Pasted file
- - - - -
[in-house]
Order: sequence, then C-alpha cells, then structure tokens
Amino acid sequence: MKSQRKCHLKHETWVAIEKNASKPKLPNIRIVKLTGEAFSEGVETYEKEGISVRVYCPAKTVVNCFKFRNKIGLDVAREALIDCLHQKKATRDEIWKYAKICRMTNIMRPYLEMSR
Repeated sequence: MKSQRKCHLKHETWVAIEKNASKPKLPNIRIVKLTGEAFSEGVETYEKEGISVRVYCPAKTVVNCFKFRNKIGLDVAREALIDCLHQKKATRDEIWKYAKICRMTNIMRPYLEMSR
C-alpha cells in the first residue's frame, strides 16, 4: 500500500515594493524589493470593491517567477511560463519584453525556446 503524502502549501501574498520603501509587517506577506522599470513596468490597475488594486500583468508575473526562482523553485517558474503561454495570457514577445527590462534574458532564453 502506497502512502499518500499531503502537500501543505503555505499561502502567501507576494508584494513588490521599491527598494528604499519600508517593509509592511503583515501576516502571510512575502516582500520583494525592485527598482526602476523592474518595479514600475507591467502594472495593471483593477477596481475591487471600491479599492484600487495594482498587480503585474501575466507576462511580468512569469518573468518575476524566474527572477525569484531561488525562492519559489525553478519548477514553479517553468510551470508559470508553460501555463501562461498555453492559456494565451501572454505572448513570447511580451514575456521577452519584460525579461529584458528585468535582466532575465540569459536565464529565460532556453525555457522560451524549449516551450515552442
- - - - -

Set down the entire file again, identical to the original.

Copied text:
[in-house]
Order: sequence, then C-alpha cells, then structure tokens
Amino acid sequence: MKSQRKCHLKHETWVAIEKNASKPKLPNIRIVKLTGEAFSEGVETYEKEGISVRVYCPAKTVVNCFKFRNKIGLDVAREALIDCLHQKKATRDEIWKYAKICRMTNIMRPYLEMSR
Repeated sequence: MKSQRKCHLKHETWVAIEKNASKPKLPNIRIVKLTGEAFSEGVETYEKEGISVRVYCPAKTVVNCFKFRNKIGLDVAREALIDCLHQKKATRDEIWKYAKICRMTNIMRPYLEMSR
C-alpha cells in the first residue's frame, strides 16, 4: 500500500515594493524589493470593491517567477511560463519584453525556446 503524502502549501501574498520603501509587517506577506522599470513596468490597475488594486500583468508575473526562482523553485517558474503561454495570457514577445527590462534574458532564453 502506497502512502499518500499531503502537500501543505503555505499561502502567501507576494508584494513588490521599491527598494528604499519600508517593509509592511503583515501576516502571510512575502516582500520583494525592485527598482526602476523592474518595479514600475507591467502594472495593471483593477477596481475591487471600491479599492484600487495594482498587480503585474501575466507576462511580468512569469518573468518575476524566474527572477525569484531561488525562492519559489525553478519548477514553479517553468510551470508559470508553460501555463501562461498555453492559456494565451501572454505572448513570447511580451514575456521577452519584460525579461529584458528585468535582466532575465540569459536565464529565460532556453525555457522560451524549449516551450515552442